Tag Archives: Bottom-Up

HomeGrown Cities Project // URBZ

Homegrown Cities

A couple of days ago, I received an e-mail from the URBZ team, explaining the project “Homegrown cities” that they are developing in the city of Mumbai. Their thinking on the future of the cities is very much related with ideas treated in this blog, starting from the user to create a “user-generated city”.

I find their work really interesting and inspiring, so I asked them for an article to publish in the blog, changing the format of a usual entry at OSU and, hopefully, opening the blog to more extensive collaborations with outside the box urban thinkers:

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Architecture Critic in Twitter times

Architecture Critic in Twitter times

Last November 7th I attend to a lecture of the course “History of Architectural Theory”, by Mark Wigley in Columbia University (a great exercise of how to look at architectural theory books, and how to develop your own way to do it) about the Architecture Critic Reyner Banham.

At some point of the lecture, Wigley asked a question to the audience: “Have you ever thought what a guy like Banham would do with a twitter account?” question that is deeply related with the current situation of Architecture Critic, and its search of an update towards current times.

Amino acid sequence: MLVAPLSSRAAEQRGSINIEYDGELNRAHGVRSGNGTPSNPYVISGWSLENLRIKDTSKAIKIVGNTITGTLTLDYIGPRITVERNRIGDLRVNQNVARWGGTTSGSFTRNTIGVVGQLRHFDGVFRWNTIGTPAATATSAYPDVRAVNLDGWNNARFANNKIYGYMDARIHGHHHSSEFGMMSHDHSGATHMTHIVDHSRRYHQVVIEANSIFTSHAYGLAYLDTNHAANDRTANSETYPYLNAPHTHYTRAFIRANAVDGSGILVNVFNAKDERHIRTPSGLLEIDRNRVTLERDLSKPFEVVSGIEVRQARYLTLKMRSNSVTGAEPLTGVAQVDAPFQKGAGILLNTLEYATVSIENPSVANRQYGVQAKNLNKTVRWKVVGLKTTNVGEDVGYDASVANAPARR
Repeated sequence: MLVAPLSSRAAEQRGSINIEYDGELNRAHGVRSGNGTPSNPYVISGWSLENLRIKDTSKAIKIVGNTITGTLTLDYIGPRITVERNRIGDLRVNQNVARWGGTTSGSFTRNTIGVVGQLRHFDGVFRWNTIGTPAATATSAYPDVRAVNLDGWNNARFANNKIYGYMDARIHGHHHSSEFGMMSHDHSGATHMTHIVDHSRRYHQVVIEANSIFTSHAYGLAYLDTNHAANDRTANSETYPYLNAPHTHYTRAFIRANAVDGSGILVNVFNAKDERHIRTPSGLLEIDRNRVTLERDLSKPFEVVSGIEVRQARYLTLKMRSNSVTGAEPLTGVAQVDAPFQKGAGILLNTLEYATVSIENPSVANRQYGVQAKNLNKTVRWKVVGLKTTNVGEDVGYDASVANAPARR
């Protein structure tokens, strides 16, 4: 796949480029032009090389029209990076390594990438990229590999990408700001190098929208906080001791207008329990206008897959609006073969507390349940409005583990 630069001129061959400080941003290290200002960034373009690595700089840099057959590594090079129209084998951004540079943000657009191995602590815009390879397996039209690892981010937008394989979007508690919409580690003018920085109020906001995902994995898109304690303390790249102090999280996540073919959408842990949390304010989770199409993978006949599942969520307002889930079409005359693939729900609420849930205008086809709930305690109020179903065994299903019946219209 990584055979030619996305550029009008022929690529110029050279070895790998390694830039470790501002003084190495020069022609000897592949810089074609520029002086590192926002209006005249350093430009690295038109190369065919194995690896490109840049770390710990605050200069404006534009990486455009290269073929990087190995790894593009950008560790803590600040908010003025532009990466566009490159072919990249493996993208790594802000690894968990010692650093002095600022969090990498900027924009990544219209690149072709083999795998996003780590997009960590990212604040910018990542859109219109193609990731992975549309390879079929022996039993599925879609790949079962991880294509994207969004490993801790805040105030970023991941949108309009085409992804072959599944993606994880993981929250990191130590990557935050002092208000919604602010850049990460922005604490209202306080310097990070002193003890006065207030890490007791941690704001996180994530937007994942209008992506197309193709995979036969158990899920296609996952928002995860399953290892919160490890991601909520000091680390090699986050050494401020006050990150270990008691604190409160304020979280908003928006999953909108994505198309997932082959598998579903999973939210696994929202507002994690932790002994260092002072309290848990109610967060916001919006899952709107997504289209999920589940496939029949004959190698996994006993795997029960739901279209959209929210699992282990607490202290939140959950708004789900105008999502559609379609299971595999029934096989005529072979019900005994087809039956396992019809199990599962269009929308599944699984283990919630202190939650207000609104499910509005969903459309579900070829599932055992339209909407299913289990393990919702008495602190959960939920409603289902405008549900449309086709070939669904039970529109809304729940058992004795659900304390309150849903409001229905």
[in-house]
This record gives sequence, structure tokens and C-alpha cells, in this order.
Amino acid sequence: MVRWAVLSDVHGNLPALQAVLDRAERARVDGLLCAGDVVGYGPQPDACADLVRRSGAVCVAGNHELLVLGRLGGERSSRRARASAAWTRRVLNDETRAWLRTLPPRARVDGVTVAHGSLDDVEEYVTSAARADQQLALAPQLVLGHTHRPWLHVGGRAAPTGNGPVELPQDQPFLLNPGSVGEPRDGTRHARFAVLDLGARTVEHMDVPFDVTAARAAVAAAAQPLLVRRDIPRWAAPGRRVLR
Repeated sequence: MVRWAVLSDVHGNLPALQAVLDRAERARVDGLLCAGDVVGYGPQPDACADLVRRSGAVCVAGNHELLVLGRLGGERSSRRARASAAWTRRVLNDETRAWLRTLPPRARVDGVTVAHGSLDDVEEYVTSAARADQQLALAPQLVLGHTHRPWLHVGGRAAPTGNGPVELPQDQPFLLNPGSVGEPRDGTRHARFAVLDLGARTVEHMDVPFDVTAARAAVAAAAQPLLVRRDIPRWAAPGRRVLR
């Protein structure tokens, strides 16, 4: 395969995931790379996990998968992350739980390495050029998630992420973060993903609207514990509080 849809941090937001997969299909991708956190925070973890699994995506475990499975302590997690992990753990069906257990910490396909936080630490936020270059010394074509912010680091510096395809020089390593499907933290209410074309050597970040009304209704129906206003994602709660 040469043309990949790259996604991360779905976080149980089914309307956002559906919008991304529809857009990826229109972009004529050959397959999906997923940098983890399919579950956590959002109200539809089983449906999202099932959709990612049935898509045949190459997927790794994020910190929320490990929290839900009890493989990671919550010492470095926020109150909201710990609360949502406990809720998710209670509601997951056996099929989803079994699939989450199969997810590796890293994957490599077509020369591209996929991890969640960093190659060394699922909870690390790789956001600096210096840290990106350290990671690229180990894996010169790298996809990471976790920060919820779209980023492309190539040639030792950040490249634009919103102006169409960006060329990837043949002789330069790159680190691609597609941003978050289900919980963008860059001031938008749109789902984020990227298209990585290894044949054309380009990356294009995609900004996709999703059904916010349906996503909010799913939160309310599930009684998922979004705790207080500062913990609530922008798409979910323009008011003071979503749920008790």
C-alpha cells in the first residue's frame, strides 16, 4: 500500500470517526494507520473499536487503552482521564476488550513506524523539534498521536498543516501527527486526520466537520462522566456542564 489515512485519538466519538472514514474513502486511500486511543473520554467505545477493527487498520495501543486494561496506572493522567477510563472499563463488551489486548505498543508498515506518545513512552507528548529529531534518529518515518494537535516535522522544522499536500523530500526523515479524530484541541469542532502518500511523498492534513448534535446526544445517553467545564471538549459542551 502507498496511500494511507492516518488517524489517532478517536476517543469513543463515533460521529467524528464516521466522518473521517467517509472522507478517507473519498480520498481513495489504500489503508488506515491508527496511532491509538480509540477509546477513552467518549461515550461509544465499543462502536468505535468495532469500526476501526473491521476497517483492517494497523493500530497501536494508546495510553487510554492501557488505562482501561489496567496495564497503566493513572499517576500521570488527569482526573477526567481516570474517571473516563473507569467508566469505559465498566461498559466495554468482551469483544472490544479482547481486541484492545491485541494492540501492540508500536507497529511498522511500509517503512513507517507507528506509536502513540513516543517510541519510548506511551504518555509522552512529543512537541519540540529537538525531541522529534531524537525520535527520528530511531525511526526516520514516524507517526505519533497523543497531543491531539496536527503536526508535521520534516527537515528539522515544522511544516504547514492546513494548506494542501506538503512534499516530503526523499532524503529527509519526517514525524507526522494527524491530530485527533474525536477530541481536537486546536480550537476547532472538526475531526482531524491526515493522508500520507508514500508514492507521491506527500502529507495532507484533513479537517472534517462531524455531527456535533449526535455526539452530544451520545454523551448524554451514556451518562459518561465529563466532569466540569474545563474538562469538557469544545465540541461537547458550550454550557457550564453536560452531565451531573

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Peer to Peer Urbanism?

In computer science, the term “peer-to-peer” refers to a network formed by a series of nodes that behave as equal to each other, acting both as clients and servers for the other network nodes, allowing direct exchange of information.

In Urbanism, the application of this term has led to a movement that draws on the principles of open source and is defined in 5 points:

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What is Tactical Urbanism bringing to the table?

Tactical Urbanism is a term used to describe small-scale urban actions aiming for a long-term impact. Is about looking for improvements in the liveability of cities in a street, block or building scale.

It includes practices that have been made for a long time, but are particularly important in the current situation, in which prevails the need for interventions of low-budget, bottom-up, involving the citizen.

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The Spontaneous City: Manifesto

Recently published, the book “The Spontaneous City” (Urhahn Urban Design, BIS Publishers) is a strong statement about the future of Urbanism. Though I am still going trough its pages, I think the interesting manifesto that opens the publication deserves a post, since in it I have found many ideas related to an open source urban design.

In the manifesto, the authors propose a change in the traditional urban planning, a new starting point by taking the city as a “marketplace” in which supply and demand from users sculpts urban form.

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